# I Fourier analysis and the sinusoidal plane wave

1. Jun 12, 2017

### BacalhauGT

hey

So Fourrier transform is

$f(t) = \frac{1}{2 \pi} \int_{-\infty}^{\infty} F(\omega) e^{i \omega t} d\omega$

with

$F(\omega) = \int_{-\infty}^{\infty} f(t) e^{-i \omega t} dt$

Question 1 - The fourier mode for the continuous case is $\frac{1}{2 \pi} F(\omega) e^{i \omega t}$, is it right?

So a function can be written as a superposition of Fourier modes.

Question 2 - Why does the sinusoidal plane wave is always considered in the form

$\phi(x,t) = A \exp [i (k x - \omega t)]$ ?

I mean, Should it be $\phi(x,t) = A \exp [i (kx + \omega t)]$ ? Because this is the form of two dimensional fourier mode for x and t.

So using this, it makes sense for me analysing the linear equations using a Fourier mode, because since it is linear, any function can be given by a sum of Fourier modes, so we can see what happens to one frequency and k.

Thank you

2. Jun 13, 2017

### vanhees71

All the signs and factors in front of the Fourier transformation are arbitrary, but it's good to stick to conventions of your field. You have the sign for the time-frequency FT opposite to what physicists are used to. I've seen this convention in some engineering textbook once. That said concerning question 1, it's correct.

Question 2 adresses the Fourier transform in time and space for the wave equation (setting the phase velocity of the waves to 1 for convenience)
$$(\partial_t^2-\partial_x^2) \phi(x,t)=0.$$
The plane wave you've given first is the one describing a wave moving in positive $x$-direction, i.e., setting the phase constant, $k x-\omega t=\text{const}$ implies that
$$x=\frac{\omega}{k} t + \text{const}.$$
For the same reason your 2nd mode describes a wave moving in the negative $x$-direction. A general wave is a superposition of both (and a superposition over $\omega$).

Here, btw. you use the physicists' sign convention (i.e., a $-$ in front of time in your Fourier mode). Here you can write the solutions of the wave equation as
$$\phi(x,t)=\frac{1}{2 \pi} \int_{\mathbb{R}} \mathrm{d} \omega \left \{A(\omega) \exp[-\mathrm{i} \omega (t-x)] + B(\omega) \exp[-\mathrm{i} \omega (t+x)] \right \},$$
where I used the wave equation to get $k=\pm \omega$.

Since the wave equation is 2nd order in time you need to give two initial conditions to get a unique solution, i.e., you need to give as initial conditions
$$\phi(0,x)=\phi_0(x), \quad \dot{\phi}(0,x)=\psi_0(x).$$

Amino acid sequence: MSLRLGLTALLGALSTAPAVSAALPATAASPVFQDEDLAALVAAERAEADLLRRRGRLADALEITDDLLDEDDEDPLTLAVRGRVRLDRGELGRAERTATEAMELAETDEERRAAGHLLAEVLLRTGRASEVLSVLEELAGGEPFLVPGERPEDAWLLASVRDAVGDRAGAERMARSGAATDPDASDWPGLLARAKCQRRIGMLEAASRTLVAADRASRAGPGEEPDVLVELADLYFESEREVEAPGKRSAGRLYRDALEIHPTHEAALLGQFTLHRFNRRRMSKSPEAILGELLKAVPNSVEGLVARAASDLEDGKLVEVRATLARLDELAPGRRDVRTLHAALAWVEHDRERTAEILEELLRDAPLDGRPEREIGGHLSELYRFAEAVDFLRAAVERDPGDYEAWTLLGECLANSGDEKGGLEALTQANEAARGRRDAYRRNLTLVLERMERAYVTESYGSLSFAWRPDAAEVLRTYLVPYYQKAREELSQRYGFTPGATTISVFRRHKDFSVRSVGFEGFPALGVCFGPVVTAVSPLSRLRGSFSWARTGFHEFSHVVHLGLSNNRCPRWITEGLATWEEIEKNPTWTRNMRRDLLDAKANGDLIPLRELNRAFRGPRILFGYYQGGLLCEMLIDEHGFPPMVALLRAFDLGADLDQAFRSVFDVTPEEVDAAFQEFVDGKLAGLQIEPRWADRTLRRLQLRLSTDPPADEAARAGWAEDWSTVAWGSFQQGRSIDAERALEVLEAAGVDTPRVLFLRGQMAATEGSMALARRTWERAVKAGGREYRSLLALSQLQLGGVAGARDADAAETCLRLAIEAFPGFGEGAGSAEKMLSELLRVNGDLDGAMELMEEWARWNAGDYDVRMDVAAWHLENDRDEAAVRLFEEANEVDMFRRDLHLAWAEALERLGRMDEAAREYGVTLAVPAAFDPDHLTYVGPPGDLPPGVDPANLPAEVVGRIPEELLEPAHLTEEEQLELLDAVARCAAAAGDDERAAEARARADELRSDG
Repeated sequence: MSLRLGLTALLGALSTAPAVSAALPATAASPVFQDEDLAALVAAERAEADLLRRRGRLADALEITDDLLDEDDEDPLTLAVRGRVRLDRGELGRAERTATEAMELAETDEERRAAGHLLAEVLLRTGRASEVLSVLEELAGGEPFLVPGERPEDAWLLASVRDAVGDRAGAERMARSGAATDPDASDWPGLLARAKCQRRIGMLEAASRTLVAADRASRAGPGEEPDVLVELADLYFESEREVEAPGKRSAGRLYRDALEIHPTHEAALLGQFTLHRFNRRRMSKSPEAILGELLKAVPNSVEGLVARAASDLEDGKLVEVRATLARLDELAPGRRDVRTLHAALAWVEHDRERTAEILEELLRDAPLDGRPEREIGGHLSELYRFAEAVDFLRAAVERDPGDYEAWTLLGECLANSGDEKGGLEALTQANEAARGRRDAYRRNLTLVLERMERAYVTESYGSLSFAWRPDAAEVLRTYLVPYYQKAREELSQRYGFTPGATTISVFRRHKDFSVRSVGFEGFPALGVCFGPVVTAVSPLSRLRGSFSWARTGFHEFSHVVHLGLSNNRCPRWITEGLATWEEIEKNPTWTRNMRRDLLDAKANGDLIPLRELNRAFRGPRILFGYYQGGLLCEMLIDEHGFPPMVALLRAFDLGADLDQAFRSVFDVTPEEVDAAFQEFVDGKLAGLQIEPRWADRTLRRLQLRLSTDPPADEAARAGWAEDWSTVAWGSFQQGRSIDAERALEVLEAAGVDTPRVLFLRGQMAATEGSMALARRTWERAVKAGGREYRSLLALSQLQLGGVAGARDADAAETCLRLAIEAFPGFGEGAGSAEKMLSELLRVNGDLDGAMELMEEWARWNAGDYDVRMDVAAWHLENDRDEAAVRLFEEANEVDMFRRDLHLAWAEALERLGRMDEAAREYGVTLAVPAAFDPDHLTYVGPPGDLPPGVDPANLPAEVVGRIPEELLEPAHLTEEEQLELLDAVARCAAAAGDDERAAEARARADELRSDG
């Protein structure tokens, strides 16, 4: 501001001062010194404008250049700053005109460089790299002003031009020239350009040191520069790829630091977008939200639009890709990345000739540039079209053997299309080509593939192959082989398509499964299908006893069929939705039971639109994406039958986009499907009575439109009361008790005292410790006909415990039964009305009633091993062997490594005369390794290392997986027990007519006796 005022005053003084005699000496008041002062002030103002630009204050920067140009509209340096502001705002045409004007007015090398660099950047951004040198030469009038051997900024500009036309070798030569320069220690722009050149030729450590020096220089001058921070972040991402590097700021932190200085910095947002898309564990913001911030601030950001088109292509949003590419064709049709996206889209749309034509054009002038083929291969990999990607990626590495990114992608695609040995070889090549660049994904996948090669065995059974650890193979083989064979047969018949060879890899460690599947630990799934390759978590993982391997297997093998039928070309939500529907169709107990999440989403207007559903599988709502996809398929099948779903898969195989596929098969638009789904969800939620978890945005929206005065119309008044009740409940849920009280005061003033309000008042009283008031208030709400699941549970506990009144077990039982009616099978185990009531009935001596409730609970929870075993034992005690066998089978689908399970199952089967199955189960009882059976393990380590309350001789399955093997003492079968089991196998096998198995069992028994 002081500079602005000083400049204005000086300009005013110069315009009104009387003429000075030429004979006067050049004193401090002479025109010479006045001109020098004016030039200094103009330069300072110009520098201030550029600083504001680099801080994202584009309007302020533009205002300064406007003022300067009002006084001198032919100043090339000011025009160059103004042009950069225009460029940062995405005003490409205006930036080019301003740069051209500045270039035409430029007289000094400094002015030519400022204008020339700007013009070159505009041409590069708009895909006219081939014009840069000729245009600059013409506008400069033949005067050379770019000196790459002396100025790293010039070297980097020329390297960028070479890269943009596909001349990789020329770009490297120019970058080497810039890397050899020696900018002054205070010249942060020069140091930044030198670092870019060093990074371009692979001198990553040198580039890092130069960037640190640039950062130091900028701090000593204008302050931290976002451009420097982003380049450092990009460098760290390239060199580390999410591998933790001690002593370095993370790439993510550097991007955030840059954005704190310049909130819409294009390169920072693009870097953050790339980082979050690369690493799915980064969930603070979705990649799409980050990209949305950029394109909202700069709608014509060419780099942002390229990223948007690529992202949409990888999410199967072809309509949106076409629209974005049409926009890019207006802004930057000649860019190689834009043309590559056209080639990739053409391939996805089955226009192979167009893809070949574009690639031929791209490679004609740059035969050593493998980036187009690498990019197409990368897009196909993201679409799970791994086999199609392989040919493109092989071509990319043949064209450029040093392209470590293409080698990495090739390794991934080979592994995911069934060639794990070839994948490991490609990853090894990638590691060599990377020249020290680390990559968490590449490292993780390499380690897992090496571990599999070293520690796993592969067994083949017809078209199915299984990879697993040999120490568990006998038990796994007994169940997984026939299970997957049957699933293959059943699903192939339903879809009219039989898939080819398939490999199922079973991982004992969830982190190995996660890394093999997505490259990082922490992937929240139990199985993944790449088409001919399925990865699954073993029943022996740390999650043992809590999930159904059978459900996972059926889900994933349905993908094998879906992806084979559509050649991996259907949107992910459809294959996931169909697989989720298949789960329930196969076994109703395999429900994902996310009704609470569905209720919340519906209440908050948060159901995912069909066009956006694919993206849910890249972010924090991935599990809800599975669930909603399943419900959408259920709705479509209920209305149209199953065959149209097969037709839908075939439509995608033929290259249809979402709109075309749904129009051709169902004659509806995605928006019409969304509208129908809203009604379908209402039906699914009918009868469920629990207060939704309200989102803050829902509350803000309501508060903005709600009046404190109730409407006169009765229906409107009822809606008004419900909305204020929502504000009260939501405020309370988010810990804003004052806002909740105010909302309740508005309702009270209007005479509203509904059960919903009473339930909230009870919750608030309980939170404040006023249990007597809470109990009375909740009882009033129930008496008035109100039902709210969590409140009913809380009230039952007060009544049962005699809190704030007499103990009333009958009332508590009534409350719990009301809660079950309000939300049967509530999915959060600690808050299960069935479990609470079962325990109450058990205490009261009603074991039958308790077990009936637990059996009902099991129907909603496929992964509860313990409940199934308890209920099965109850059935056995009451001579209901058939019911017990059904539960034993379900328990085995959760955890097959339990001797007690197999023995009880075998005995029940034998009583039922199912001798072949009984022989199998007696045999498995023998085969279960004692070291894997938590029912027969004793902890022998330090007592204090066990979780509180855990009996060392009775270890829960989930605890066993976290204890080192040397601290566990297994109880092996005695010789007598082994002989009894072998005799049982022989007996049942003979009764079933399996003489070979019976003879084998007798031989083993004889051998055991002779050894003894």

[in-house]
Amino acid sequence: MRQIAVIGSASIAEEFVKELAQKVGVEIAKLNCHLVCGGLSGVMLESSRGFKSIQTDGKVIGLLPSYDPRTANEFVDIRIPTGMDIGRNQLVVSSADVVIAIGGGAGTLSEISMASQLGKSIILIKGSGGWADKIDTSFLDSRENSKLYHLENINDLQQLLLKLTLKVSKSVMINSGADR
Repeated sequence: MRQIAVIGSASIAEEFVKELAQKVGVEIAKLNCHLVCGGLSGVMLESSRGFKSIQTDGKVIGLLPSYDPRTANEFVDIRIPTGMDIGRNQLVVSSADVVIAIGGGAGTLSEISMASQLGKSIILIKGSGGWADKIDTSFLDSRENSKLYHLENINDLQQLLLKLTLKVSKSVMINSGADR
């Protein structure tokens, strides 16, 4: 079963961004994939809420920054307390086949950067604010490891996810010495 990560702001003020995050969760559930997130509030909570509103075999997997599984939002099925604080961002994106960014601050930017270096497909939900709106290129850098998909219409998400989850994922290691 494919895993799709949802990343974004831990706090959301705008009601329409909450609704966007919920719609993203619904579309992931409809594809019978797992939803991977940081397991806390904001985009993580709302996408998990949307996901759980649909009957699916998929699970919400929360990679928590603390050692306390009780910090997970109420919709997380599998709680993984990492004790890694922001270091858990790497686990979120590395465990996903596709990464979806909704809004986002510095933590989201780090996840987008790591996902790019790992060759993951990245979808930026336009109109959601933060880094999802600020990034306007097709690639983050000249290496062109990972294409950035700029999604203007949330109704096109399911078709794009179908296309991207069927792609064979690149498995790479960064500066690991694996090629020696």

You can think about, how to determine $A(\omega)$ and $B(\omega)$ given these initial conditions!

3. Jun 13, 2017

### BacalhauGT

Thank you. But please let me clarify one thing. I still dont get why the signs of the Fourier transformation are arbitrary. Can you explain me?

So Fourrier transform is

$f(t) = \frac{1}{2 \pi} \int_{-\infty}^{\infty} F(\omega) e^{i \omega t} d\omega$ with $F(\omega) = \int_{-\infty}^{\infty} f(t) e^{-i \omega t} dt$

can i write:

$f(t) = \frac{1}{2 \pi} \int_{-\infty}^{\infty} F(\omega) e^{-i \omega t} d\omega$ with $F(\omega) = \int_{-\infty}^{\infty} f(t) e^{+i \omega t} dt$

Please check if thats the reason: This is because since the domain is $-\infty$ to $\infty$, so integrating in $\omega$ covers the positive and negative $\omega$. So making $\omega \rightarrow -\omega'$:

$f(t) = \frac{1}{2 \pi} \int_{-\infty}^{\infty} F(\omega) e^{i \omega t} d\omega = \frac{1}{2 \pi} \int_{\infty}^{-\infty} F(-\omega') e^{i -\omega' t} - d\omega' =\frac{1}{2 \pi} \int_{-\infty}^{\infty} F(-\omega') e^{i -\omega' t} d\omega' = \frac{1}{2 \pi} \int_{-\infty}^{\infty} F'(\omega') e^{i -\omega' t} d\omega'$

Is this correct?

So:

$f(t) = \frac{1}{2 \pi} \int_{-\infty}^{\infty} F(\omega) e^{ \pm i \omega t} d\omega$ with $F(\omega) = \int_{-\infty}^{\infty} f(t) e^{\mp i \omega t} dt$

4. Jun 13, 2017

### I like Serena

The signs are indeed arbitrary and so is the place where we put the 2pi normalization constant. That's indeed because we can just as easily use $\omega'=-\omega$, and we can put the 2pi also in the other equation, or divide a $\sqrt{2\pi}$ over the 2 of them.

However, the first equation that you have called the fourier transform is usually called the inverse fourier transform. And the 2nd equation is usually called the fourier transform. Together they form a fourier transform pair.

Last edited: Jun 13, 2017
5. Jun 13, 2017

### BacalhauGT

thank you. It was a distraction

6. Jun 14, 2017

### BacalhauGT

btw, can anyone recommend me a book for fourier analysis with applications in physics? thank you

7. Jun 14, 2017

### Dr Transport

8. Jun 14, 2017